The province has launched a new immigration stream to help employers hire continuing care assistants and early childhood educators.
The International Graduates in Demand immigration stream started as a pilot program in April. Those hired must be international graduates of eligible programs offered by Nova Scotia’s private career colleges and universities or Nova Scotia Community College.
“We are listening to employers and Nova Scotians to create new immigration pathways which will respond to the province’s needs,” said Lena Metlege Diab, Minister of Immigration and Population Growth. “By working together, we are removing red tape and barriers to immigration. Providing employers the opportunity to expand their options to hire international graduates will not only allow us to address the employment needs in the continuing care and early childhood education sectors but will also allow us to continue to grow the population of Nova Scotia.”
The first approved applicant under the new stream, Yasmin Abdelmagid, is a recent graduate of the Nova Scotia College of Early Childhood Education. She has been hired by an employer in the Halifax area.
Previous to the launch of this new stream, international graduates had to have one year of work experience before applying to the Nova Scotia Nominee Program. This new stream allows employers to hire and retain international graduates from both private and public institutions in these identified professions in a streamlined, quick and efficient manner. This will also provide the support needed for the international graduate to apply for permanent residency.
With a newly expanded mandate for population growth, the Office of Immigration and Population Growth continues to be innovative and responsive to current and emerging labour needs and is focused on, and committed to, working with employers, the public sector and other partners and stakeholders to ensure Nova Scotia has immigration programs that meet the needs of employers, Nova Scotians and communities.
"As an institution of higher learning, we can attest to the tremendous advantage of welcoming international voices and perspectives into our classrooms. And as an educator and employer of early childhood professionals, we have seen firsthand the importance of that workforce being representative of and responsive to the diversity of the children, youth and families with whom they work. We applaud this effort by the Nova Scotia government to both seek to meet the significant demand for qualified early childhood educators and at the same time draw an important diversity of candidates to these roles." Ramona Lumpkin, interim president and vice-chancellor, Mount Saint Vincent University
"Our college is committed to providing students with a quality education – one that provides the skills and training that employers in Nova Scotia need. The new International Graduates in Demand stream gives our international students the opportunity to stay in the province after graduation and lay down roots. With the help of this new immigration stream, we can more efficiently connect employers with our Early Childhood Education graduates whose expertise will be in great demand as we move towards a national early learning and childcare program." - Joe Malek, executive director, Nova Scotia College of Early Childhood Education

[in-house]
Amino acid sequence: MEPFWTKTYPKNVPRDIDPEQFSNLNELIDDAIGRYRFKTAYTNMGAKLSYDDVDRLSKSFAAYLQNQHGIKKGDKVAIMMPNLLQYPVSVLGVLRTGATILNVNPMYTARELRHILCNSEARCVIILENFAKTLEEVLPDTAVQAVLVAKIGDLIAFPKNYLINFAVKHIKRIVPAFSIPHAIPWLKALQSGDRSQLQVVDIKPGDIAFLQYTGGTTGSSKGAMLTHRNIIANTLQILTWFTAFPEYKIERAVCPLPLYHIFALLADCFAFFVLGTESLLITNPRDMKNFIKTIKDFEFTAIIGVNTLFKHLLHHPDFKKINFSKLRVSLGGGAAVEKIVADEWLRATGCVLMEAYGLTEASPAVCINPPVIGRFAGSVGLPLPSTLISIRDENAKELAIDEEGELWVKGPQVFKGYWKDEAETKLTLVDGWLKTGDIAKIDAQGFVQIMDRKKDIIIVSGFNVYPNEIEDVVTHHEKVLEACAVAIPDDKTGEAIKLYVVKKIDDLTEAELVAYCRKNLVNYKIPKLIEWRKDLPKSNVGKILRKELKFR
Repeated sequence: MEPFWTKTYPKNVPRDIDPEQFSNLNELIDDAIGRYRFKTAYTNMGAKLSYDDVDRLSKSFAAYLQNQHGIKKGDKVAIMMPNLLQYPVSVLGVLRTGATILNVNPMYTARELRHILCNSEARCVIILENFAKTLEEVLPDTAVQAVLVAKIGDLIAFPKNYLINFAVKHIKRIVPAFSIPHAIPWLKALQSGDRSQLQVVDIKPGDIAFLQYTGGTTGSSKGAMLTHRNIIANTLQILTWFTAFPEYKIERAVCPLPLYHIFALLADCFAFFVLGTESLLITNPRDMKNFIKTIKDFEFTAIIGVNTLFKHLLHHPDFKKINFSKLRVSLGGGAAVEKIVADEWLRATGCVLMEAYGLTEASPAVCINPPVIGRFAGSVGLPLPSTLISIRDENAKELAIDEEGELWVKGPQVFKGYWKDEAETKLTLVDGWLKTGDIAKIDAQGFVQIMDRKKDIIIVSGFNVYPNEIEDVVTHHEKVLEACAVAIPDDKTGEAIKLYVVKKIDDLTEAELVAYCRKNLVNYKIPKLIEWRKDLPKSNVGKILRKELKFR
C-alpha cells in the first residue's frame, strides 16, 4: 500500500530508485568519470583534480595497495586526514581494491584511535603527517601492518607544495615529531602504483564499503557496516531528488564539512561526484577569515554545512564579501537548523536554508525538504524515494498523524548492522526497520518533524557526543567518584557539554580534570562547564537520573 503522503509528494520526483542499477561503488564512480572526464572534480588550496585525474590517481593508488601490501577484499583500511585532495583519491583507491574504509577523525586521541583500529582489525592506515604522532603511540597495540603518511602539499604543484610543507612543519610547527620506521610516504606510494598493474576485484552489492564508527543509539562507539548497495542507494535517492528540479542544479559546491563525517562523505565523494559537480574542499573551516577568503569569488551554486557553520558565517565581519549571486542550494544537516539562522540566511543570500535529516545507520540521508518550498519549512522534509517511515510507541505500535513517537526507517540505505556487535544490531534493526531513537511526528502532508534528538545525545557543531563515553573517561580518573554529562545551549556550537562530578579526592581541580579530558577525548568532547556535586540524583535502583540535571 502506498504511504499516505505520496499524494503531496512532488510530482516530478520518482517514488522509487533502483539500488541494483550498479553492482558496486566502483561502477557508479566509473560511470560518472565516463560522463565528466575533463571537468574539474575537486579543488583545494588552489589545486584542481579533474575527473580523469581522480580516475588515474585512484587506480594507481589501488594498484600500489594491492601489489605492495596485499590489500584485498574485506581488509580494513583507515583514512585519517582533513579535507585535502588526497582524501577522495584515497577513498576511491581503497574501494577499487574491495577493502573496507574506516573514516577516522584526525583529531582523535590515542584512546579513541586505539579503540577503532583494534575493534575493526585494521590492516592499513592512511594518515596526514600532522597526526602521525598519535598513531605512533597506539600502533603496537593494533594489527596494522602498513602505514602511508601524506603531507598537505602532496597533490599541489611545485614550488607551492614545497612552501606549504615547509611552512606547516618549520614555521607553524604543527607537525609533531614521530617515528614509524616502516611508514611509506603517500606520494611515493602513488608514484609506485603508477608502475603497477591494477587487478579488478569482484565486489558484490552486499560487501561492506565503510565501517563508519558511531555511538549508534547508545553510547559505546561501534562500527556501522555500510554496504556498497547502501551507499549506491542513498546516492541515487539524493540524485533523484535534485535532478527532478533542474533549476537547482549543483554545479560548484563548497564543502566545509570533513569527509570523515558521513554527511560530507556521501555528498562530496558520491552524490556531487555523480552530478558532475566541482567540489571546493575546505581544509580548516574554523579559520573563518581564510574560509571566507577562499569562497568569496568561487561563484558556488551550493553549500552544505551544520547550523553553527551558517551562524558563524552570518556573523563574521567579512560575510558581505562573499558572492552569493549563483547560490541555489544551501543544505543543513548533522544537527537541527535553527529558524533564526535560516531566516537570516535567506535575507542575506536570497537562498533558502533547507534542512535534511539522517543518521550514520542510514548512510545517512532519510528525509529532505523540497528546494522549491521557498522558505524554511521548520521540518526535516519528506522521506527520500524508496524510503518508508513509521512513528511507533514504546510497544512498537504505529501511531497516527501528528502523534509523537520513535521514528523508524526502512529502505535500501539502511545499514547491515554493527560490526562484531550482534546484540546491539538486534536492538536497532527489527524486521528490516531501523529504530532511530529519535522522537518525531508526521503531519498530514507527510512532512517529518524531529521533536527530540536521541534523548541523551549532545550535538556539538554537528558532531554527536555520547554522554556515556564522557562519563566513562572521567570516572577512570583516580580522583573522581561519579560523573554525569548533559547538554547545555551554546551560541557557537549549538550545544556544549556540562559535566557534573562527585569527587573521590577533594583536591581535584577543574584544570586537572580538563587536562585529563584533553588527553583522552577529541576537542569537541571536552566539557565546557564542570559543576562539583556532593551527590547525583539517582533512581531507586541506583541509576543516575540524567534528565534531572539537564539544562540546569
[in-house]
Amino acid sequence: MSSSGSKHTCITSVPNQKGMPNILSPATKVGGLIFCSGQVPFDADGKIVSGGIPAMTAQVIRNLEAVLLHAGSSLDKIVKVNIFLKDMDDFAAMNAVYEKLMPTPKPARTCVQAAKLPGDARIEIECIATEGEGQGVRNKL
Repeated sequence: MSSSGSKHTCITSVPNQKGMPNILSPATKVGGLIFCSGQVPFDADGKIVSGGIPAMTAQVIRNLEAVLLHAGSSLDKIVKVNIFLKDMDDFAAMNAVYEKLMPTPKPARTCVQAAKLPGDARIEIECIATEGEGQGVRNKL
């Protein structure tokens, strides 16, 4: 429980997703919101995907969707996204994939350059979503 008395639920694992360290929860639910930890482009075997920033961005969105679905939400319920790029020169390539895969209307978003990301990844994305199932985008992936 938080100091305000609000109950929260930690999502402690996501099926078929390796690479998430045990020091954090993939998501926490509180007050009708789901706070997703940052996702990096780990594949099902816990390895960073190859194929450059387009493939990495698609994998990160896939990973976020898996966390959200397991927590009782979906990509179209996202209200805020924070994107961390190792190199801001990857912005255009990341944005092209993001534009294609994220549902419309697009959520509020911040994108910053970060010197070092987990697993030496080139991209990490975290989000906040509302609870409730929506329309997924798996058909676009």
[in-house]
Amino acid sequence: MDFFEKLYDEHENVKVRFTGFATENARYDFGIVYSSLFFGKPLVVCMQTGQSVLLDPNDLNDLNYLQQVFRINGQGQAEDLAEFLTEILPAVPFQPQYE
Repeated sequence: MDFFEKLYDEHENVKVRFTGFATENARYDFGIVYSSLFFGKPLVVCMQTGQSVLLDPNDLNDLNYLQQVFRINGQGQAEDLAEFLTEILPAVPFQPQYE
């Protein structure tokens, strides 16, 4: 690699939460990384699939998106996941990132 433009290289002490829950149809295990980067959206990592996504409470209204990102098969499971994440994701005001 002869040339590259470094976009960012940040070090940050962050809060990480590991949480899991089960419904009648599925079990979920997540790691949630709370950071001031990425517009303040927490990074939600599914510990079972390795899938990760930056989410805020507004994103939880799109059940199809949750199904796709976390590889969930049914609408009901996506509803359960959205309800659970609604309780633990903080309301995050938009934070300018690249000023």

"After studying in Nova Scotia at the Nova Scotia College of Early Childhood Education, I knew I wanted to stay in Nova Scotia to help educate the children of the province. I am proud to be the first applicant approved through the International Graduates in Demand stream – the stream is giving me a path to build a life in a province I love, and now I am gaining experience in my profession." - Yasmin Abdelmagid, early childhood educator
- the number of international graduate approvals in Nova Scotia has increased from 35 in 2014 to 1,018 in 2020, and the office continues to work closely with post-secondary institutions, international students, graduates and stakeholders to keep this upward trend going
- Nova Scotia’s population reached an all-time high of 982,326 on April 1, 2021, growth largely due to increased immigration to the province; Nova Scotia predicts the population will reach one million by 2024
- from Jan. 1 to April 1, 2021, 5,696 people moved to Nova Scotia from other countries and other parts of Canada, and the province’s population grew by 2,877 – the largest increase in the first quarter since 1971
- before the COVID-19 pandemic impacted borders and travel, Nova Scotia had a record year for immigration – in 2019, the province welcomed 7,580 newcomers, up from 5,970 in 2018; in 2020, Nova Scotia welcomed 3,505 newcomers
- Nova Scotia’s current immigrant retention rate is 71 per cent, the highest in Atlantic Canada
For more information on the International Graduates in Demand Stream, visit: https://novascotiaimmigration.com/move-here/international-graduates-in-d...